Our family says, "This is like Grandma's Texas Hash."
Anyone who didn't grow up in Texas is going to think of something like Corned Beef Hash and say, "What? Hash has chopped potatoes." But in Texas, it has rice instead. And ground beef. And a Mexican flair, if you are lucky.
After being introduced to the Davis family Texas Hash, I tried the recipe below and then began adapting it for our family's preferences. I like the raisins but the rest of the family — not so much. (Lines are through items I just don't include.)
I double the recipe and simmer it for 20-30 minutes on the stovetop. For one thing our chorizo comes in 1 pound frozen packages from a local butcher. For another, we like leftovers!)
1/2 pound good store bought Chorizo
1 medium onion, chopped
2 garlic cloves, minced
2 small tomatoes, preferably Roma, chopped (or canned, diced tomatoes)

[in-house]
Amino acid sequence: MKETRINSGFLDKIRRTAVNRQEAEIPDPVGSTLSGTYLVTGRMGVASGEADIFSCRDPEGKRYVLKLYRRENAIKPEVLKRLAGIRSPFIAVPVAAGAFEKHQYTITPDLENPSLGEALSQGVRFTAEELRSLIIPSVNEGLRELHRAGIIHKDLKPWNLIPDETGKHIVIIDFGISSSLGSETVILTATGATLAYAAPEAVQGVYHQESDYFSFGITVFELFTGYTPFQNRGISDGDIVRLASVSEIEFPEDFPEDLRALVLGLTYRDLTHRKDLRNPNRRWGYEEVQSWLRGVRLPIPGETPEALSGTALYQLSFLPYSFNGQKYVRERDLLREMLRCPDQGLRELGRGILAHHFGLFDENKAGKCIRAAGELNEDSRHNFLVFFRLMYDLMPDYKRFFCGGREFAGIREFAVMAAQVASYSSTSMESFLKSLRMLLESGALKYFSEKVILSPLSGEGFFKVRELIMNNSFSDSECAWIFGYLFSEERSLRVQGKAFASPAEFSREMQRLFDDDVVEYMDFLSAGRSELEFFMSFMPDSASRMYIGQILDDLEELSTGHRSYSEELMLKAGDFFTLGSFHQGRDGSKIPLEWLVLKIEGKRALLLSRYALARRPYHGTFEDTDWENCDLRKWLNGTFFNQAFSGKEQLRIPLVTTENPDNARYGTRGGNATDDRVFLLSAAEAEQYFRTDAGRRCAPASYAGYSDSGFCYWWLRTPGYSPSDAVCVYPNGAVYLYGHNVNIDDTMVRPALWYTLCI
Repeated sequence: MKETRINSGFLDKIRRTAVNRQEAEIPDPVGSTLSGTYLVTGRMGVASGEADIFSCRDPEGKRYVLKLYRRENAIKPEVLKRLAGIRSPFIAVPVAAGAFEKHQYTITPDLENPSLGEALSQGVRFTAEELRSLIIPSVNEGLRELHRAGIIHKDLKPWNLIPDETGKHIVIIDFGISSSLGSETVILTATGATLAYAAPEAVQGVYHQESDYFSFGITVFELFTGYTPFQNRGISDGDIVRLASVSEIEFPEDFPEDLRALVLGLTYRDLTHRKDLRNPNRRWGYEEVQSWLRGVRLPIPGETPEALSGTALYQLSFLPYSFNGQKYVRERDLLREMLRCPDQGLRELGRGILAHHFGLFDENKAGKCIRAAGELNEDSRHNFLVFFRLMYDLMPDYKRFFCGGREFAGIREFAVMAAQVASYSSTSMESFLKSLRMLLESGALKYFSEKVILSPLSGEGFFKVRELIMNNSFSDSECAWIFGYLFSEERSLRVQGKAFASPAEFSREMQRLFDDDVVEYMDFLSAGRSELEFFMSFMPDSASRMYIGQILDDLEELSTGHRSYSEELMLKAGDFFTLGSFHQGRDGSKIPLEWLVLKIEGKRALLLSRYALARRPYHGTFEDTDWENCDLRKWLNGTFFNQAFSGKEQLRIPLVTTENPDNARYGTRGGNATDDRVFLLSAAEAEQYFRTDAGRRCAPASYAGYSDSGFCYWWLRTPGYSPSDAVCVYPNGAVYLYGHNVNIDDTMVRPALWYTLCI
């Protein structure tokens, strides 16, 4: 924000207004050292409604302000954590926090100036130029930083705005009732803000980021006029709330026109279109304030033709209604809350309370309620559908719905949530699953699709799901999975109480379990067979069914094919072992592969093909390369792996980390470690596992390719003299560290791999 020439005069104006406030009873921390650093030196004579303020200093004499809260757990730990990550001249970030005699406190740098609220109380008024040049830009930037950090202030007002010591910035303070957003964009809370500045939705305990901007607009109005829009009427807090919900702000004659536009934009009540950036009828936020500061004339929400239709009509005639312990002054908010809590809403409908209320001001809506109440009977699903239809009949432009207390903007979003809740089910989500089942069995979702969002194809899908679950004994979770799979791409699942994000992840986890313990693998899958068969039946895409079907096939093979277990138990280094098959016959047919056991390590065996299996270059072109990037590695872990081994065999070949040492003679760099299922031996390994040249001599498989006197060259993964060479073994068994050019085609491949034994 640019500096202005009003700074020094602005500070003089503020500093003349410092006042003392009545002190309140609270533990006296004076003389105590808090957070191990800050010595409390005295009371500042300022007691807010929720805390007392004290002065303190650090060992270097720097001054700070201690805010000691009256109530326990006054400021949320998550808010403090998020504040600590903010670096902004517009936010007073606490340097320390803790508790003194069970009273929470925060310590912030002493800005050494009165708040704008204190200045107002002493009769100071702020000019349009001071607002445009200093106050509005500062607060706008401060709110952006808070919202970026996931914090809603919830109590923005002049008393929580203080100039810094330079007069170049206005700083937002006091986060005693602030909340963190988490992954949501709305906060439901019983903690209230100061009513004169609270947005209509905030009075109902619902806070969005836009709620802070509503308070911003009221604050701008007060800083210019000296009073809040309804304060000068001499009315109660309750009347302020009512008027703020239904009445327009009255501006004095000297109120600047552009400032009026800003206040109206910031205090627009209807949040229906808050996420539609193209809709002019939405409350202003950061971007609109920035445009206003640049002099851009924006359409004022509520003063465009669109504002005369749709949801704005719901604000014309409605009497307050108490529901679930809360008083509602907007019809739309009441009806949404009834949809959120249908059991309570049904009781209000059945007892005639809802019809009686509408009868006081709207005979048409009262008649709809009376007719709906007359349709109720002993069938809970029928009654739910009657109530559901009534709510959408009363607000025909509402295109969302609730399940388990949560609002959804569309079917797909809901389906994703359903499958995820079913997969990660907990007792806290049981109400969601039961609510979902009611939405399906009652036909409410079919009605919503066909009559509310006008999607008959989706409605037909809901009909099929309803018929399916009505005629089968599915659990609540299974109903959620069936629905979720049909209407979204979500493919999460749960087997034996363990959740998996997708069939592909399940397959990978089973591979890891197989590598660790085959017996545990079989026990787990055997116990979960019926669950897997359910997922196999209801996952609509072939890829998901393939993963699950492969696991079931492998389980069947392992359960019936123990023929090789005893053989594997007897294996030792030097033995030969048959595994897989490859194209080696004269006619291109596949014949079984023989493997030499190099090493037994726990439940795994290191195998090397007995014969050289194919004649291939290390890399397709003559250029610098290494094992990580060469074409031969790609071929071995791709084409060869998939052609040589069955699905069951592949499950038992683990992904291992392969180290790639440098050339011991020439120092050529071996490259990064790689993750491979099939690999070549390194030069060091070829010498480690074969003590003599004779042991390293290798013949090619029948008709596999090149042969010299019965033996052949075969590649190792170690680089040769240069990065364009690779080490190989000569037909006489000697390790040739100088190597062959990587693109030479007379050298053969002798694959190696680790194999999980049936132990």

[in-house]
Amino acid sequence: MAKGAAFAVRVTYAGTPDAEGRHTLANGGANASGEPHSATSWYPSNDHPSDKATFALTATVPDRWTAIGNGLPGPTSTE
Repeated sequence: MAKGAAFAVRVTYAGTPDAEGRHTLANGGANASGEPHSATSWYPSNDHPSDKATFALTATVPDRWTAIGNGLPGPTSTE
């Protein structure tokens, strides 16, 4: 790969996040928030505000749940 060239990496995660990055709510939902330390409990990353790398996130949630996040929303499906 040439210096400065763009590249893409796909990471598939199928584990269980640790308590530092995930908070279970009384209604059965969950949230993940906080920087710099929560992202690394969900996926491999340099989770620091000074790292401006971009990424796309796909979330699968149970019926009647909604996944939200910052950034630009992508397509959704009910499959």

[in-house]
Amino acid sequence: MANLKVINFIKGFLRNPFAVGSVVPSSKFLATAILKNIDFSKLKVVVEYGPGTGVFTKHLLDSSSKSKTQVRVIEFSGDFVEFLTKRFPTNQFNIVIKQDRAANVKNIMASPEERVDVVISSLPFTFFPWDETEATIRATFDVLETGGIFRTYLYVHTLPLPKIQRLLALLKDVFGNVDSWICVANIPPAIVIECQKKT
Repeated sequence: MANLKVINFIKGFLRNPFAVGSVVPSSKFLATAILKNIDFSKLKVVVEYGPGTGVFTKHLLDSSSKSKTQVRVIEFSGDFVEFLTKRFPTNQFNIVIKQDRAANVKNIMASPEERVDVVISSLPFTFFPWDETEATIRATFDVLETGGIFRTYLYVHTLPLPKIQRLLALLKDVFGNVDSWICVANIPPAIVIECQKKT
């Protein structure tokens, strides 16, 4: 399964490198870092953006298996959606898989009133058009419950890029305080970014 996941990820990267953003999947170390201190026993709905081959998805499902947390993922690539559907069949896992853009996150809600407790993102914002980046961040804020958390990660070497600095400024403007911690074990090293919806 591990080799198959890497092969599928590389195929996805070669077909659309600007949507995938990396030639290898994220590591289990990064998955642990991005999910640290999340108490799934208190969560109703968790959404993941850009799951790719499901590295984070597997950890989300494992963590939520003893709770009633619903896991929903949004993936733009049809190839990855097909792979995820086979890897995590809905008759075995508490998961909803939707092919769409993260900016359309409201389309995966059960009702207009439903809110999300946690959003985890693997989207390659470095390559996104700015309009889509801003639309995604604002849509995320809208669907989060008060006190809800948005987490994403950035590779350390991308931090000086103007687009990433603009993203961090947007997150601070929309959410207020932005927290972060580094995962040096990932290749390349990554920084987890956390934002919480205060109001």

1 medium red skinned potato, diced
1/2 medium green bell pepper, chopped
3/4 cup uncooked rice
1 tablespoon chili powder
1/2 teaspoon cumin seeds, toasted and ground (I just use ground and move on)
1-3/4 cups unsalted beef or chicken stock (I use 2 cups)
2 tablespoons chopped cilantro
Preheat oven to 350 degrees F.
In a large oven-proof skillet, preferably cast iron, brown chorizo over medium heat, breaking it into small pieces. Pour off the accumulated fat as necessary to leave no more than about 1 tablespoon.
Add the onion, garlic, tomatoes, celery, potato and bell pepper to the chorizo and continue cooking, stirring occasionally, until the vegetables are limp and somewhat tender.
Add the rice, currants, chili powder, and cumin, and cook another 5 minutes, stirring frequently. Pour in the stock, cover the dish, and bake casserole for 45 to 50 minutes, or until the liquid is absorbed and the rice is tender.
Remove the casserole from the oven and stir in the peanuts and cilantro. Serve the casserole immediately.